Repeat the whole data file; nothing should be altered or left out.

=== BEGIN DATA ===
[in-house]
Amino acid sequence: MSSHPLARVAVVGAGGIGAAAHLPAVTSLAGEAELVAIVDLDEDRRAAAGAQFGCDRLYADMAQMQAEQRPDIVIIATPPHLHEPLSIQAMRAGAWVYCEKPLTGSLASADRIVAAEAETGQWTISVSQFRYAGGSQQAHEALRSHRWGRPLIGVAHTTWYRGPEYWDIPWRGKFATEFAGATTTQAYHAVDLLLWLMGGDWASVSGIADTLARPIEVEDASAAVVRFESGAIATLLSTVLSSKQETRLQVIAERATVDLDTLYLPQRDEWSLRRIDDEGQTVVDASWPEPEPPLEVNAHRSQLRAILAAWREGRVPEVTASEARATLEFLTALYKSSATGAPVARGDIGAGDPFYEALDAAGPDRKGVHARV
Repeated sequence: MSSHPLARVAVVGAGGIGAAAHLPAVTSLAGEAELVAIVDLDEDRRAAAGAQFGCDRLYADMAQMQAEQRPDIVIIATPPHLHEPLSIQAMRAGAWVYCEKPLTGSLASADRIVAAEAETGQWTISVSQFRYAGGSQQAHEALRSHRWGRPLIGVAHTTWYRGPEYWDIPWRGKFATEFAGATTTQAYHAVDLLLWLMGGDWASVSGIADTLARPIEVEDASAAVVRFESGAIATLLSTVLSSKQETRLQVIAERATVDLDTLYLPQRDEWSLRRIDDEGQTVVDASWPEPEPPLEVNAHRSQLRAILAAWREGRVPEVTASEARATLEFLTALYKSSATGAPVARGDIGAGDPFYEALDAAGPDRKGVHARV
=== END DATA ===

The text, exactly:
[in-house]
Amino acid sequence: MSSHPLARVAVVGAGGIGAAAHLPAVTSLAGEAELVAIVDLDEDRRAAAGAQFGCDRLYADMAQMQAEQRPDIVIIATPPHLHEPLSIQAMRAGAWVYCEKPLTGSLASADRIVAAEAETGQWTISVSQFRYAGGSQQAHEALRSHRWGRPLIGVAHTTWYRGPEYWDIPWRGKFATEFAGATTTQAYHAVDLLLWLMGGDWASVSGIADTLARPIEVEDASAAVVRFESGAIATLLSTVLSSKQETRLQVIAERATVDLDTLYLPQRDEWSLRRIDDEGQTVVDASWPEPEPPLEVNAHRSQLRAILAAWREGRVPEVTASEARATLEFLTALYKSSATGAPVARGDIGAGDPFYEALDAAGPDRKGVHARV
Repeated sequence: MSSHPLARVAVVGAGGIGAAAHLPAVTSLAGEAELVAIVDLDEDRRAAAGAQFGCDRLYADMAQMQAEQRPDIVIIATPPHLHEPLSIQAMRAGAWVYCEKPLTGSLASADRIVAAEAETGQWTISVSQFRYAGGSQQAHEALRSHRWGRPLIGVAHTTWYRGPEYWDIPWRGKFATEFAGATTTQAYHAVDLLLWLMGGDWASVSGIADTLARPIEVEDASAAVVRFESGAIATLLSTVLSSKQETRLQVIAERATVDLDTLYLPQRDEWSLRRIDDEGQTVVDASWPEPEPPLEVNAHRSQLRAILAAWREGRVPEVTASEARATLEFLTALYKSSATGAPVARGDIGAGDPFYEALDAAGPDRKGVHARV